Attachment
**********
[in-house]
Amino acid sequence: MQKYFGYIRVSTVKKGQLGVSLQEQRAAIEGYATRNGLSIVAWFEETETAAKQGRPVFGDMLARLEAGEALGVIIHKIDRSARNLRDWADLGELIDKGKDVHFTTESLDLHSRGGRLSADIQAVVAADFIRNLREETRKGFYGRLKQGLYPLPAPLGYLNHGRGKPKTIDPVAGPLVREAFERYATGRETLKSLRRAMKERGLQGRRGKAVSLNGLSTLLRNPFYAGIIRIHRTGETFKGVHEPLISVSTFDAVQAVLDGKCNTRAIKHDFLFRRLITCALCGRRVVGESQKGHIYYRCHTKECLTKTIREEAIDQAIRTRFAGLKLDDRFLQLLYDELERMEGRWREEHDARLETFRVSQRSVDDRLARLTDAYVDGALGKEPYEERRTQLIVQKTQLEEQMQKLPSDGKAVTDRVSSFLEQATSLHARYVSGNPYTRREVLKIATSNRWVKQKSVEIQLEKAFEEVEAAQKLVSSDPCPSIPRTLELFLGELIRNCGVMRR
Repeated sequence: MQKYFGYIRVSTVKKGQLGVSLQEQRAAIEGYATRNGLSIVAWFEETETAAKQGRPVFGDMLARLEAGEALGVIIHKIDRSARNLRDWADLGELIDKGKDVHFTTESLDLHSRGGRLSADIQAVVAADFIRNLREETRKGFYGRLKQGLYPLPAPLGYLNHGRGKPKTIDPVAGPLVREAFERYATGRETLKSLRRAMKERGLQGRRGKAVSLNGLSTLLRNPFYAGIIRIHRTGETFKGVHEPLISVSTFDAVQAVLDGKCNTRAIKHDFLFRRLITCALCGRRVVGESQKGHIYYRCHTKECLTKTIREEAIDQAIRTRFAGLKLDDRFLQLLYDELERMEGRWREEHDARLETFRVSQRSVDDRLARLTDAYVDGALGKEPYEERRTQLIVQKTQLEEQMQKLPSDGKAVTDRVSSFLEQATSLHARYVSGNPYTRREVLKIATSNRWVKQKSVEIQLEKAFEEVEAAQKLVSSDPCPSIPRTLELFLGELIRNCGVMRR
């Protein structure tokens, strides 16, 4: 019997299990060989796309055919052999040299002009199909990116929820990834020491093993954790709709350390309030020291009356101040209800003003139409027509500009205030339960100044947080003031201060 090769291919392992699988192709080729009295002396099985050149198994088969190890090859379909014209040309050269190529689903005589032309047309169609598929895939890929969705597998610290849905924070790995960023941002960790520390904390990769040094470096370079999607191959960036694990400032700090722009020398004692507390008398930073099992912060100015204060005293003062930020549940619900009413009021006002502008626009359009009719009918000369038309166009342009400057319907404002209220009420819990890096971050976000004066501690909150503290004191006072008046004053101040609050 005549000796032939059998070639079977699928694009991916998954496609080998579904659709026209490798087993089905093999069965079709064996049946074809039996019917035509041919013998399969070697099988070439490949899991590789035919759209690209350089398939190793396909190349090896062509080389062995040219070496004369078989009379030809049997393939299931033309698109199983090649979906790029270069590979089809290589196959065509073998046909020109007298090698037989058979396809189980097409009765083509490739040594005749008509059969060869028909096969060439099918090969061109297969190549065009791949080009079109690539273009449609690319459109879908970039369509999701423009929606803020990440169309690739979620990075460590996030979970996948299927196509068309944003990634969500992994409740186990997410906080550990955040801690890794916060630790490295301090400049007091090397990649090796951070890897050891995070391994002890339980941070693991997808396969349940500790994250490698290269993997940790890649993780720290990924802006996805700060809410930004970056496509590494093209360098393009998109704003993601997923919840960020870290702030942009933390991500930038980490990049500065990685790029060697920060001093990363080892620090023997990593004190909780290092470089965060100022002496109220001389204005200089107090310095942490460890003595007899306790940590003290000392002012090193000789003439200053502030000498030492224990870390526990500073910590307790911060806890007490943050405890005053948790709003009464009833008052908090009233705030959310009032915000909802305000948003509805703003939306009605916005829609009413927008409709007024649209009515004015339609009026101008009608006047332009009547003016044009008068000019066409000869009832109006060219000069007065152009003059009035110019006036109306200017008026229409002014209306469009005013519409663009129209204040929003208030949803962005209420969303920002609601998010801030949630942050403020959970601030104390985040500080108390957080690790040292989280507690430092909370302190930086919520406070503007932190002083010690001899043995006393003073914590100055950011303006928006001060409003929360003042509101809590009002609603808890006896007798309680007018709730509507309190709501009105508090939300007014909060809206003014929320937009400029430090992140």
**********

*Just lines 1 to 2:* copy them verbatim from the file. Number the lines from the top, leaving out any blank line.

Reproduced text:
[in-house]
Amino acid sequence: MQKYFGYIRVSTVKKGQLGVSLQEQRAAIEGYATRNGLSIVAWFEETETAAKQGRPVFGDMLARLEAGEALGVIIHKIDRSARNLRDWADLGELIDKGKDVHFTTESLDLHSRGGRLSADIQAVVAADFIRNLREETRKGFYGRLKQGLYPLPAPLGYLNHGRGKPKTIDPVAGPLVREAFERYATGRETLKSLRRAMKERGLQGRRGKAVSLNGLSTLLRNPFYAGIIRIHRTGETFKGVHEPLISVSTFDAVQAVLDGKCNTRAIKHDFLFRRLITCALCGRRVVGESQKGHIYYRCHTKECLTKTIREEAIDQAIRTRFAGLKLDDRFLQLLYDELERMEGRWREEHDARLETFRVSQRSVDDRLARLTDAYVDGALGKEPYEERRTQLIVQKTQLEEQMQKLPSDGKAVTDRVSSFLEQATSLHARYVSGNPYTRREVLKIATSNRWVKQKSVEIQLEKAFEEVEAAQKLVSSDPCPSIPRTLELFLGELIRNCGVMRR